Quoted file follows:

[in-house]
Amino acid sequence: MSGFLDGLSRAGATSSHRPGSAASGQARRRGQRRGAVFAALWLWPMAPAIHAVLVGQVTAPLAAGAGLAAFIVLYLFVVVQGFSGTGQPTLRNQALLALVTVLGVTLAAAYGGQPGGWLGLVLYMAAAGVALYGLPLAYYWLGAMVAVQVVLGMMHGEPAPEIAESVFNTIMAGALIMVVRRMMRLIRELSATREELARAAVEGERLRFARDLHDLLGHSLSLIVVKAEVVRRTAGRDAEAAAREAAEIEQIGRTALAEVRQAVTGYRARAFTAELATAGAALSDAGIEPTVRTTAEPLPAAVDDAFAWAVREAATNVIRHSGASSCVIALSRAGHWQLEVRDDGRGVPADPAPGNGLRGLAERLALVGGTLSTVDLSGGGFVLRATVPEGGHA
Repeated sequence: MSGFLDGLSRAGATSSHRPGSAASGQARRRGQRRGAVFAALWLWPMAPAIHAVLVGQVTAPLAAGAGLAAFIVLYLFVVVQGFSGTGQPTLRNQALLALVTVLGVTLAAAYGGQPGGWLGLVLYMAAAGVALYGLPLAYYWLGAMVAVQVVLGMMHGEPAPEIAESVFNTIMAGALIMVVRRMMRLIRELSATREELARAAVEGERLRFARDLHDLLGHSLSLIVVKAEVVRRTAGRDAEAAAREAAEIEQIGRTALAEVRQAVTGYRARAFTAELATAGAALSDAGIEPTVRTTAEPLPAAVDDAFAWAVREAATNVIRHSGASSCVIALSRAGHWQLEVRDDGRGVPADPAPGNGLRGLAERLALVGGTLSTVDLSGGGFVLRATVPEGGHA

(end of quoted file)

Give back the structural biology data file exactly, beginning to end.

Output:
[in-house]
Amino acid sequence: MSGFLDGLSRAGATSSHRPGSAASGQARRRGQRRGAVFAALWLWPMAPAIHAVLVGQVTAPLAAGAGLAAFIVLYLFVVVQGFSGTGQPTLRNQALLALVTVLGVTLAAAYGGQPGGWLGLVLYMAAAGVALYGLPLAYYWLGAMVAVQVVLGMMHGEPAPEIAESVFNTIMAGALIMVVRRMMRLIRELSATREELARAAVEGERLRFARDLHDLLGHSLSLIVVKAEVVRRTAGRDAEAAAREAAEIEQIGRTALAEVRQAVTGYRARAFTAELATAGAALSDAGIEPTVRTTAEPLPAAVDDAFAWAVREAATNVIRHSGASSCVIALSRAGHWQLEVRDDGRGVPADPAPGNGLRGLAERLALVGGTLSTVDLSGGGFVLRATVPEGGHA
Repeated sequence: MSGFLDGLSRAGATSSHRPGSAASGQARRRGQRRGAVFAALWLWPMAPAIHAVLVGQVTAPLAAGAGLAAFIVLYLFVVVQGFSGTGQPTLRNQALLALVTVLGVTLAAAYGGQPGGWLGLVLYMAAAGVALYGLPLAYYWLGAMVAVQVVLGMMHGEPAPEIAESVFNTIMAGALIMVVRRMMRLIRELSATREELARAAVEGERLRFARDLHDLLGHSLSLIVVKAEVVRRTAGRDAEAAAREAAEIEQIGRTALAEVRQAVTGYRARAFTAELATAGAALSDAGIEPTVRTTAEPLPAAVDDAFAWAVREAATNVIRHSGASSCVIALSRAGHWQLEVRDDGRGVPADPAPGNGLRGLAERLALVGGTLSTVDLSGGGFVLRATVPEGGHA